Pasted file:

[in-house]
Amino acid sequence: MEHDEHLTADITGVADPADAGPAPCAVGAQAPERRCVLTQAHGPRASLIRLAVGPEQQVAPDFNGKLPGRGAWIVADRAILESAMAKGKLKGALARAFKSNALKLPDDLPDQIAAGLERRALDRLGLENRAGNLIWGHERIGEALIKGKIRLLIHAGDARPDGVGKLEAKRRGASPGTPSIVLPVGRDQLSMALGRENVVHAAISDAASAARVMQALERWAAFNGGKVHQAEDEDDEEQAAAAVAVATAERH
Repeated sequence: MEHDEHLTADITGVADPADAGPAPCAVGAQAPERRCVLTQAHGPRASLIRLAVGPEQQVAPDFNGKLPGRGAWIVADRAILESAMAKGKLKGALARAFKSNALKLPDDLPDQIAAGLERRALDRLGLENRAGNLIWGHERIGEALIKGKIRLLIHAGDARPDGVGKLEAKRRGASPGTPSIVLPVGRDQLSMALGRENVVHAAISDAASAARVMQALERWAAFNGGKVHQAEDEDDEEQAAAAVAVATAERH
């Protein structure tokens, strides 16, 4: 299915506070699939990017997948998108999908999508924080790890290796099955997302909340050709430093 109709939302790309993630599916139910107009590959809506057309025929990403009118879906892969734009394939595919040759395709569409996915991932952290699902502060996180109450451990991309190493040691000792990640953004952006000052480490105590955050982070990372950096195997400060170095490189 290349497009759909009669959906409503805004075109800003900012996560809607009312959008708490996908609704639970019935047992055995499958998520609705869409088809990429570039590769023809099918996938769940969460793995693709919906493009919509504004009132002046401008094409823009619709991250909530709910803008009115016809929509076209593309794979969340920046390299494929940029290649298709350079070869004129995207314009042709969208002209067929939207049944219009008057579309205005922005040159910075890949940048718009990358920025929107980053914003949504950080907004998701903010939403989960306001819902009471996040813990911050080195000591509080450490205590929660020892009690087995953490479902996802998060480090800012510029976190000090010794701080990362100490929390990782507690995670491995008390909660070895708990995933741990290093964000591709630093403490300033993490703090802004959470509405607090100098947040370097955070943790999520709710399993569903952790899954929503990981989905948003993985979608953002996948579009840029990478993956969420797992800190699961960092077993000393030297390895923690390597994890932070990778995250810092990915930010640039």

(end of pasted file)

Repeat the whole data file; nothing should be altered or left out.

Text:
[in-house]
Amino acid sequence: MEHDEHLTADITGVADPADAGPAPCAVGAQAPERRCVLTQAHGPRASLIRLAVGPEQQVAPDFNGKLPGRGAWIVADRAILESAMAKGKLKGALARAFKSNALKLPDDLPDQIAAGLERRALDRLGLENRAGNLIWGHERIGEALIKGKIRLLIHAGDARPDGVGKLEAKRRGASPGTPSIVLPVGRDQLSMALGRENVVHAAISDAASAARVMQALERWAAFNGGKVHQAEDEDDEEQAAAAVAVATAERH
Repeated sequence: MEHDEHLTADITGVADPADAGPAPCAVGAQAPERRCVLTQAHGPRASLIRLAVGPEQQVAPDFNGKLPGRGAWIVADRAILESAMAKGKLKGALARAFKSNALKLPDDLPDQIAAGLERRALDRLGLENRAGNLIWGHERIGEALIKGKIRLLIHAGDARPDGVGKLEAKRRGASPGTPSIVLPVGRDQLSMALGRENVVHAAISDAASAARVMQALERWAAFNGGKVHQAEDEDDEEQAAAAVAVATAERH
């Protein structure tokens, strides 16, 4: 299915506070699939990017997948998108999908999508924080790890290796099955997302909340050709430093 109709939302790309993630599916139910107009590959809506057309025929990403009118879906892969734009394939595919040759395709569409996915991932952290699902502060996180109450451990991309190493040691000792990640953004952006000052480490105590955050982070990372950096195997400060170095490189 290349497009759909009669959906409503805004075109800003900012996560809607009312959008708490996908609704639970019935047992055995499958998520609705869409088809990429570039590769023809099918996938769940969460793995693709919906493009919509504004009132002046401008094409823009619709991250909530709910803008009115016809929509076209593309794979969340920046390299494929940029290649298709350079070869004129995207314009042709969208002209067929939207049944219009008057579309205005922005040159910075890949940048718009990358920025929107980053914003949504950080907004998701903010939403989960306001819902009471996040813990911050080195000591509080450490205590929660020892009690087995953490479902996802998060480090800012510029976190000090010794701080990362100490929390990782507690995670491995008390909660070895708990995933741990290093964000591709630093403490300033993490703090802004959470509405607090100098947040370097955070943790999520709710399993569903952790899954929503990981989905948003993985979608953002996948579009840029990478993956969420797992800190699961960092077993000393030297390895923690390597994890932070990778995250810092990915930010640039």